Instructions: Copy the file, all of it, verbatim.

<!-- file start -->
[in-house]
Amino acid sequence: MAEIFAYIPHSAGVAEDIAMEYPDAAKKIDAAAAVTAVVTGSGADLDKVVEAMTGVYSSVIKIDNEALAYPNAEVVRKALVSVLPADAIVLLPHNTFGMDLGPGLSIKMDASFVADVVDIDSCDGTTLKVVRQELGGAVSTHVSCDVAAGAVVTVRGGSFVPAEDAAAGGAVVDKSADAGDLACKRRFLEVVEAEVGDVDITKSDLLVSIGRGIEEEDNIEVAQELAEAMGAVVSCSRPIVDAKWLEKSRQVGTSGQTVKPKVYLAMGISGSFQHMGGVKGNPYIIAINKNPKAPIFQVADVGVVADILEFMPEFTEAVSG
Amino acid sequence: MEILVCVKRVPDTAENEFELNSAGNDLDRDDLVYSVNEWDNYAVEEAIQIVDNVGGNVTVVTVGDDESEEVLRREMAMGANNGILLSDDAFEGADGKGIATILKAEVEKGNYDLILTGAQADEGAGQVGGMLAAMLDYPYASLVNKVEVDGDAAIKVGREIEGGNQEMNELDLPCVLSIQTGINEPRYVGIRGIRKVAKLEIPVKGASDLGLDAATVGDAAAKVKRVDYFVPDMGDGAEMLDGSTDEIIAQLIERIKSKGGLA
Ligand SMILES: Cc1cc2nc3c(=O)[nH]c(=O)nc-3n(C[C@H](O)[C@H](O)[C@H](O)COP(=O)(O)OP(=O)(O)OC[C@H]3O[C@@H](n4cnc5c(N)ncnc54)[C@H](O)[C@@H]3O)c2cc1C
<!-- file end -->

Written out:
[in-house]
Amino acid sequence: MAEIFAYIPHSAGVAEDIAMEYPDAAKKIDAAAAVTAVVTGSGADLDKVVEAMTGVYSSVIKIDNEALAYPNAEVVRKALVSVLPADAIVLLPHNTFGMDLGPGLSIKMDASFVADVVDIDSCDGTTLKVVRQELGGAVSTHVSCDVAAGAVVTVRGGSFVPAEDAAAGGAVVDKSADAGDLACKRRFLEVVEAEVGDVDITKSDLLVSIGRGIEEEDNIEVAQELAEAMGAVVSCSRPIVDAKWLEKSRQVGTSGQTVKPKVYLAMGISGSFQHMGGVKGNPYIIAINKNPKAPIFQVADVGVVADILEFMPEFTEAVSG
Amino acid sequence: MEILVCVKRVPDTAENEFELNSAGNDLDRDDLVYSVNEWDNYAVEEAIQIVDNVGGNVTVVTVGDDESEEVLRREMAMGANNGILLSDDAFEGADGKGIATILKAEVEKGNYDLILTGAQADEGAGQVGGMLAAMLDYPYASLVNKVEVDGDAAIKVGREIEGGNQEMNELDLPCVLSIQTGINEPRYVGIRGIRKVAKLEIPVKGASDLGLDAATVGDAAAKVKRVDYFVPDMGDGAEMLDGSTDEIIAQLIERIKSKGGLA
Ligand SMILES: Cc1cc2nc3c(=O)[nH]c(=O)nc-3n(C[C@H](O)[C@H](O)[C@H](O)COP(=O)(O)OP(=O)(O)OC[C@H]3O[C@@H](n4cnc5c(N)ncnc54)[C@H](O)[C@@H]3O)c2cc1C